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Home » News » FSU MoFA announces three thought-provoking exhibits for spring semester

FSU MoFA announces three thought-provoking exhibits for spring semester

Published January 20, 2023


A series of modern portraits hang in a museum gallery.

Un sentimento di libertá | A Feeling of Freedom: New Italians in the Work of Luigi Christopher Veggetti Kanku

Florida State University’s Museum of Fine Arts (MoFA) presents three exhibitions touching on themes of identity, migration and media consumption.

“This season, MoFA will be providing new perspectives on a variety of subjects,” said Meredith Lynn, curator and interim director of MoFA. “We have worked with guest curators to bring in contemporary artists from across the globe who are deeply engaged with ideas our community cares about.”

Lynn said MoFA strives to respond to and provide context for conversations students and community members are having.

“We are also excited by the range of work — from films to sculpture to NFTs (non-fungible tokens) — that we will have on display this semester,” she said. “We are confident that every person who walks into the museum will connect with something.”

The museum is open Monday, Tuesday, Wednesday and Friday from 10 a.m. to 5 p.m., Thursday from 10 a.m. to 8 p.m. and Saturday from 10 a.m. to 4 p.m.

All exhibits are free and open to the public and support MoFA’s mission to connect FSU and the broader community to the arts.

Text about a museum exhibit is diaplayed on a gallery wall, next to a projected image of a woman.

Cut Frames, Captured Pixels: Found Footage Film & Video

Cut Frames, Captured Pixels: Found Footage Film & Video

Jan. 12 – March 18

Cut Frames, Captured Pixels is the museum’s first all-moving-image exhibit and will showcase found footage — a filmmaking process where previously shot footage is remixed and cut together to create a new work.

“Each work asks its audience to critically question how its source material is produced, circulated and consumed, in addition to how we, collectively, find meaning in them,” said Dave Rodriguez, curator of the exhibit and digital services librarian at FSU. “I hope that the exhibit will expose MoFA visitors to thoughtful, funny, incisive and inspiring work that they might not have experienced otherwise.”

This exhibit will display a variety of artists and be divided into three phases: “Cinematic Surfaces,” “Video and its Discontents” and “Expanding Screens.”

An exhibit in a museum highlights portraits, which are well lit and hanging on white walls.

Un sentimento di libertá | A Feeling of Freedom: New Italians in the Work of Luigi Christopher Veggetti Kanku

Un sentimento di libertá | A Feeling of Freedom
New Italians in the Work of Luigi Christopher Veggetti Kanku

Jan. 19 – May 6

Un sentimento di libertá | A Feeling of Freedom celebrates the diversity of “new Italian” identities by displaying the expressionist art — including portraits and digital paintings — of Afro-Italian artist Luigi Christopher Veggetti Kanku.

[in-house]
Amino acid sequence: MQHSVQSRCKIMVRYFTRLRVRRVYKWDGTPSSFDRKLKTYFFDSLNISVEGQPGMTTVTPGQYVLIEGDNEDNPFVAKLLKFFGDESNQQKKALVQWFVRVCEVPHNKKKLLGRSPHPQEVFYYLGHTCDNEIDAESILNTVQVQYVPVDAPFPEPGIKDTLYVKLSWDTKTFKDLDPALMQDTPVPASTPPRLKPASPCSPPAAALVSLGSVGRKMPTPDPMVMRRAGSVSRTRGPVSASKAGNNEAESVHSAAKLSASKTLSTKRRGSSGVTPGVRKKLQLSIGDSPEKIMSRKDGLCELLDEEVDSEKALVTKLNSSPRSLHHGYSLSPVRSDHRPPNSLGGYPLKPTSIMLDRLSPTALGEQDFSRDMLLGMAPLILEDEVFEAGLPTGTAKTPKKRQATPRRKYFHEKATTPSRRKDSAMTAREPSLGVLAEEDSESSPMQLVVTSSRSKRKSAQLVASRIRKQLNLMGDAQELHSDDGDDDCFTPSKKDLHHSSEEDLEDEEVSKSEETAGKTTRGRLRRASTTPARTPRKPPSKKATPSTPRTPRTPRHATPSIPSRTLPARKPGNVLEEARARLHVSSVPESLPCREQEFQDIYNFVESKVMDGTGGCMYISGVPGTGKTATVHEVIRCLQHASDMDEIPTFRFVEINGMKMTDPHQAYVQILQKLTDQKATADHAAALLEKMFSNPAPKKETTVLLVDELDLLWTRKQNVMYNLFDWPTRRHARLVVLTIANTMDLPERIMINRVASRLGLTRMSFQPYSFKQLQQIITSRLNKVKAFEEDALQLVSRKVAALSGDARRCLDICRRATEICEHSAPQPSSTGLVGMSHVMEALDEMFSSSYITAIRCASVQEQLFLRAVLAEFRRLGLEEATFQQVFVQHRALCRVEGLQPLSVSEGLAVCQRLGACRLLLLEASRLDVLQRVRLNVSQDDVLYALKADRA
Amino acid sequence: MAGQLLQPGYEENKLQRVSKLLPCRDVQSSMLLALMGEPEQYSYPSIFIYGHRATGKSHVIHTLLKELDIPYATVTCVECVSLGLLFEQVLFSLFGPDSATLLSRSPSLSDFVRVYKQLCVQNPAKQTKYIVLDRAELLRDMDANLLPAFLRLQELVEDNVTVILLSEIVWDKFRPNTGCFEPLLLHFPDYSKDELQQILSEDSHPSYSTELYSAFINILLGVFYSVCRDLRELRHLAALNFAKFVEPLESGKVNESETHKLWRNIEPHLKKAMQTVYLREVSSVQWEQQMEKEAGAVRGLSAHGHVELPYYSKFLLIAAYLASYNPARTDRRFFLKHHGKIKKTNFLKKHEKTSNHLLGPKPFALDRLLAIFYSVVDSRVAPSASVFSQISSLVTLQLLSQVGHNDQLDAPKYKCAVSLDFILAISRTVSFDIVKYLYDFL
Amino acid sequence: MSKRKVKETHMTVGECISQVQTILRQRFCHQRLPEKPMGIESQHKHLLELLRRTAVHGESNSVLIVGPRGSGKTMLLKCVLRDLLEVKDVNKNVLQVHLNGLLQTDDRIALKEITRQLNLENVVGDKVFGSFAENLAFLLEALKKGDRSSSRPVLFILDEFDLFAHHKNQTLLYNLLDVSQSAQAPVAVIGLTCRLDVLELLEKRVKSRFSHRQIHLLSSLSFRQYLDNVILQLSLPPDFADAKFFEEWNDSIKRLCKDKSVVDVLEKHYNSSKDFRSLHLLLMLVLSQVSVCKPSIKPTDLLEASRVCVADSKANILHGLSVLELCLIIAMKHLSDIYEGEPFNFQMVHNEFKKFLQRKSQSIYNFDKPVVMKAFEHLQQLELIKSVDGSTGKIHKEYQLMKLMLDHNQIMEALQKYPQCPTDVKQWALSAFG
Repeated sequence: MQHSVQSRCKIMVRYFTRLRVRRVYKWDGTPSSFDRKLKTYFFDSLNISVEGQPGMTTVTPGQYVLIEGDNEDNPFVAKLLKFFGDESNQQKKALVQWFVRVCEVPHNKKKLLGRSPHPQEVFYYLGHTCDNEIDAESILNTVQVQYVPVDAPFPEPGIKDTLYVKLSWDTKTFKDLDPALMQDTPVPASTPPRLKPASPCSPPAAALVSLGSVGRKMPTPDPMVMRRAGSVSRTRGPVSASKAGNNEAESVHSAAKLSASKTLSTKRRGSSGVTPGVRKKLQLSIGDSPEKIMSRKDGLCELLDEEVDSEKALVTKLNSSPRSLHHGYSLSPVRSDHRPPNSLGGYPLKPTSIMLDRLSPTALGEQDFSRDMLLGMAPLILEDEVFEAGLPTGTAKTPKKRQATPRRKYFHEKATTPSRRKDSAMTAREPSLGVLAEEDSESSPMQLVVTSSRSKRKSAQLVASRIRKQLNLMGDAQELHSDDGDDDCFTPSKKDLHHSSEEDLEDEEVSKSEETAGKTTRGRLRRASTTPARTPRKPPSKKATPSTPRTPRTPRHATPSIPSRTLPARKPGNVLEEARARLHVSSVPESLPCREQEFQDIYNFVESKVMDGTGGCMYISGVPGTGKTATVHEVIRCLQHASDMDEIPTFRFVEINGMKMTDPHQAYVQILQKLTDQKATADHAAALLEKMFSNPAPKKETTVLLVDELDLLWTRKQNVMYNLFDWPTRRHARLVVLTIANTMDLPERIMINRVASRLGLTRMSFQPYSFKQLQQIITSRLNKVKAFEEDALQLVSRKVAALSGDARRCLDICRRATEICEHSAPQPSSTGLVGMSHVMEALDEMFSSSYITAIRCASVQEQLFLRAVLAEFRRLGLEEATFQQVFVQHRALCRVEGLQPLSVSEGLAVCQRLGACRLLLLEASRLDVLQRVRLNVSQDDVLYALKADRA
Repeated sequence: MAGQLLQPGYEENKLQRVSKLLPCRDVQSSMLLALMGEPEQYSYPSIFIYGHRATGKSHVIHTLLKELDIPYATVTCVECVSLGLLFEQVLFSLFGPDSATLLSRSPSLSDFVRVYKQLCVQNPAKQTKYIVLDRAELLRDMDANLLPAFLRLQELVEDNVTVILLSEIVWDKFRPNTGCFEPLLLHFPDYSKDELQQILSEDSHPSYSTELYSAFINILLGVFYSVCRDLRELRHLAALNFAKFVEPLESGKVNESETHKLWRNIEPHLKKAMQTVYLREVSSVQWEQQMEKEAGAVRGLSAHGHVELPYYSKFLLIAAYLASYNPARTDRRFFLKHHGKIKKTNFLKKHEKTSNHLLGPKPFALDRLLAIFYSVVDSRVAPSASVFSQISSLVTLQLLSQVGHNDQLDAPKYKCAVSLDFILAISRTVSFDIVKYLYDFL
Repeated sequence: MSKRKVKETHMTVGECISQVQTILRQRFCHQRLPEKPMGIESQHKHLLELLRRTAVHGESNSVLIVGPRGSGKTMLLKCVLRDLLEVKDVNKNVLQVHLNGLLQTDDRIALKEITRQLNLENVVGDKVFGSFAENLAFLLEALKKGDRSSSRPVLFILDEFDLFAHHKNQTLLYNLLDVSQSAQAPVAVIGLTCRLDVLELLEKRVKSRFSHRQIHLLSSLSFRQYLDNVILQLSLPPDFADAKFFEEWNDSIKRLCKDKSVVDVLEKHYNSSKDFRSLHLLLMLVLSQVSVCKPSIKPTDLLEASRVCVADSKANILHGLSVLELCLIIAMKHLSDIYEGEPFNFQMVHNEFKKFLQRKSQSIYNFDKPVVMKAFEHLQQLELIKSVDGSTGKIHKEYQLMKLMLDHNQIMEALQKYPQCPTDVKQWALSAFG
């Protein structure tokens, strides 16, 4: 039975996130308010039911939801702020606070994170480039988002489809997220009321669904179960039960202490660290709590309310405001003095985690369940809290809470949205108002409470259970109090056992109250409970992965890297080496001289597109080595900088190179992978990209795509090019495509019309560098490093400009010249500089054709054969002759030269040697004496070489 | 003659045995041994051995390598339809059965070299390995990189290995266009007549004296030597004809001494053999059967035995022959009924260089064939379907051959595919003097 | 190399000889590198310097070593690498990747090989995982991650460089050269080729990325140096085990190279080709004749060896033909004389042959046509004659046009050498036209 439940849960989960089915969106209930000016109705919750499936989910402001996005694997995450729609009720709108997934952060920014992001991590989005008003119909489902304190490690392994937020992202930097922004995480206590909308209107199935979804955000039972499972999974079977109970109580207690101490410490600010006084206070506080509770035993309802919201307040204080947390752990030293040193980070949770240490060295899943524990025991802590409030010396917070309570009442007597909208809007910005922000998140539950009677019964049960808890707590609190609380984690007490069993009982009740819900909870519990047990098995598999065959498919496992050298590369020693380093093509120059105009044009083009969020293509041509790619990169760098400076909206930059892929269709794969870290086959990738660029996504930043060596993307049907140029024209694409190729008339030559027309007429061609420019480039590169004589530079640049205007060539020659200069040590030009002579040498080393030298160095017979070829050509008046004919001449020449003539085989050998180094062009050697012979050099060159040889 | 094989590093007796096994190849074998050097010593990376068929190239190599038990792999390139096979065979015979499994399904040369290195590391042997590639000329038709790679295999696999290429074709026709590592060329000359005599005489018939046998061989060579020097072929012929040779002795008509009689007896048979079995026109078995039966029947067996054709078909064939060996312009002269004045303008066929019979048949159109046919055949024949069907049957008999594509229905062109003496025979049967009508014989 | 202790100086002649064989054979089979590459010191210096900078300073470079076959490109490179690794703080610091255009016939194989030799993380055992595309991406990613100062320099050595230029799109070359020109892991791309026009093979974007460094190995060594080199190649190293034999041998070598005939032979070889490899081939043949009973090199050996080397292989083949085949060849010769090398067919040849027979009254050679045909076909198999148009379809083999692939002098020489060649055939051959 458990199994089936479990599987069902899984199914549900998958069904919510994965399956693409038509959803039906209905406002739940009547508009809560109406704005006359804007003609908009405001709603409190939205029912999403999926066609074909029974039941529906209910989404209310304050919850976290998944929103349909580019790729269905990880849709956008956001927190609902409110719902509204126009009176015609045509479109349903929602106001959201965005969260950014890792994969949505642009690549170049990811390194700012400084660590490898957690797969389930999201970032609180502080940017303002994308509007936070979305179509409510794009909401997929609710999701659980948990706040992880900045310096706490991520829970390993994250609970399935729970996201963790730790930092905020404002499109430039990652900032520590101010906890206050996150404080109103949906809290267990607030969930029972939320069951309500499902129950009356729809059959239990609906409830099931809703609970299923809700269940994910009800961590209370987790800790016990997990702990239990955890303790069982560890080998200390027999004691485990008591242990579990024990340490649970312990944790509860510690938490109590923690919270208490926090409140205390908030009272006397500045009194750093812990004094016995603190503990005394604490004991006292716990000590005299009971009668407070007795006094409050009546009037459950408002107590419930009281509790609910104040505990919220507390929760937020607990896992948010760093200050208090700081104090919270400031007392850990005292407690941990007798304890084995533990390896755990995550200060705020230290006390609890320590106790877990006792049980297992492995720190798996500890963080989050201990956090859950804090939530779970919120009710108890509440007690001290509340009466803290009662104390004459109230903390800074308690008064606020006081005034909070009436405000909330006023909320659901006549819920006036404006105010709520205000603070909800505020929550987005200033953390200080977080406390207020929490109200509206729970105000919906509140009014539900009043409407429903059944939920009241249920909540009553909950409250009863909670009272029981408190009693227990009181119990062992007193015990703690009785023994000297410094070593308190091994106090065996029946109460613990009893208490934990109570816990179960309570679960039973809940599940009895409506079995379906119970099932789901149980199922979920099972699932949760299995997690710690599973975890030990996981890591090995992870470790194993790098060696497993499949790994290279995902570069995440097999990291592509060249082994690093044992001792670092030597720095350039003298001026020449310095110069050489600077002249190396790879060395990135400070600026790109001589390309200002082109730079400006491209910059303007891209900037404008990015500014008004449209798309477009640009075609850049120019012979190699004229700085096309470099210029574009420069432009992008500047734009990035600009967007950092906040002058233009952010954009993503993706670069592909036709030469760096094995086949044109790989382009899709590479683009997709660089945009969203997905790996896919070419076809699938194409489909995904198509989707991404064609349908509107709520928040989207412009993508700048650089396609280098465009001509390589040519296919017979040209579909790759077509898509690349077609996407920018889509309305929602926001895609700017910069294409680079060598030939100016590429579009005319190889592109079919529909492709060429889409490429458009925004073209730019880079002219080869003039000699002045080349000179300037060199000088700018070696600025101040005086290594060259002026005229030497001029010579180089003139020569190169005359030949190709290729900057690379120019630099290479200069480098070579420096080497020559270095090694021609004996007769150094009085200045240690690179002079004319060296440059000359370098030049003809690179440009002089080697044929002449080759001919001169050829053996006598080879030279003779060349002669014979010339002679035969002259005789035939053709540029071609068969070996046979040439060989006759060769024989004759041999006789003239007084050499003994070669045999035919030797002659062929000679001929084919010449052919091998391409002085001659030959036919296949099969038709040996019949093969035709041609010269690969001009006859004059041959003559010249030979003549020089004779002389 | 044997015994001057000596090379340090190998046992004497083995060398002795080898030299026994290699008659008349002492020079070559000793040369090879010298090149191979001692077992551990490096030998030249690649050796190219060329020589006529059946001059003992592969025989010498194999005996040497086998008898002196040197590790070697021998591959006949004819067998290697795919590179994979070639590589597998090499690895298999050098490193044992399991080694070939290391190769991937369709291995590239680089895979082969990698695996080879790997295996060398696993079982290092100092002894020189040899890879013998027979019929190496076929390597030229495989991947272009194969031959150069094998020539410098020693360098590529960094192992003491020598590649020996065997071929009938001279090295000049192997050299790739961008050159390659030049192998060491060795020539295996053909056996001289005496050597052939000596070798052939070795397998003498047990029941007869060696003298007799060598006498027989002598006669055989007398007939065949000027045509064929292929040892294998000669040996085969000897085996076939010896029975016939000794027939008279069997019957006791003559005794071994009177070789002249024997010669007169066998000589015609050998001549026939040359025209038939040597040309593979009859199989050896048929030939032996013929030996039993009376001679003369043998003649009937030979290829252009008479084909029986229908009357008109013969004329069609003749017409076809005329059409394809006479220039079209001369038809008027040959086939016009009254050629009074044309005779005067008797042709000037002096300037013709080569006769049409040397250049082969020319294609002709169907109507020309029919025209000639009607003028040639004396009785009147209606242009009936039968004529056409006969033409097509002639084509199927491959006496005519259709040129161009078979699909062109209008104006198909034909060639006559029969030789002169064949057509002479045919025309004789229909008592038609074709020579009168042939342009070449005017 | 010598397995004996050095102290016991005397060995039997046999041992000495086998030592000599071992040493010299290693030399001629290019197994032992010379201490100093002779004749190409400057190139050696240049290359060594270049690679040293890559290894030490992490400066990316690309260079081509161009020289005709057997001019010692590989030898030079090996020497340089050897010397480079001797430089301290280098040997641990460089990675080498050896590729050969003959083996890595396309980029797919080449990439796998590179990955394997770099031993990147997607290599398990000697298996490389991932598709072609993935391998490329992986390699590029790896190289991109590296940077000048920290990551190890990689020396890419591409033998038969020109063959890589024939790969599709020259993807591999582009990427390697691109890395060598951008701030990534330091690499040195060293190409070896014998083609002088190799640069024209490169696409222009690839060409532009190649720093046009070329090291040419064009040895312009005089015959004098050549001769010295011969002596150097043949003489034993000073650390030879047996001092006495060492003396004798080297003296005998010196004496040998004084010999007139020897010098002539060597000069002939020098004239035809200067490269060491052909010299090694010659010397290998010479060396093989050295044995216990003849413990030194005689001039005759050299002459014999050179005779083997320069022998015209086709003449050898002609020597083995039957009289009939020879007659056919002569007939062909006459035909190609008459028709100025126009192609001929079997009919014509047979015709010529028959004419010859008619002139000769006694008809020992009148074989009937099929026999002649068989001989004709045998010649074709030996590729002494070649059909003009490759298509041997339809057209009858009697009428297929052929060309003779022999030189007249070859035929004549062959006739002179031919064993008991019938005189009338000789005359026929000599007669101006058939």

“Historically, celebrations of Italian art have excluded Afro-Italian artists, and as a response to this, Veggetti Kanku has organized international exhibitions that display his digital artworks,” said Tenley Bick, guest curator and assistant professor of global postwar and contemporary art. “Conceived in relation to those exhibitions, the show at MoFA also includes the artist’s works on paper, some shown for the first time.”

This exhibition will showcase the importance of cultivating a sense of belonging and pride in one’s culture.

“These works shed light on the power of the visual to disrupt popular imaginaries around identity, race and place, and to create a feeling of freedom that can come with being at home in one’s own country,” Bick said. “Veggetti Kanku’s digital paintings provide an ‘Afro-Pop’ sensibility and a subversion of iconic examples of historical Italian modernist paintings.”

A series of artworks that include elements of passports. The first appear to be florets made of paper, the second features a portrait, the third is a small passport-like book.

(L to R) Pauline Galiana, “Portrait of Two Travelers,” 2022; Kelani Abass, “Connecting Continent 3,” 2013; Ahmad Hammoud, “Passport for the Stateless,” 2016.

Are We Free to Move About the World: The Passport in Contemporary Art

Feb. 2 – May 20

Curated by Grace Aneiza Ali, curator and assistant professor in the Departments of Art and Art History, this exhibit contends with artists’ perceptions of the passport as a response to the global migration crisis. “Are We Free to Move About the World” dives deep into the concept of the passport and how it can both enhance and restrict people’s freedom of movement.

“This gathering of global artists examines the great paradox of the passport — its ability to grant freedom of movement as well as curtail it,” Aneiza Ali said. “And it’s an invitation for all of us to ponder a world ordered by the passport and how we negotiate our place in it.”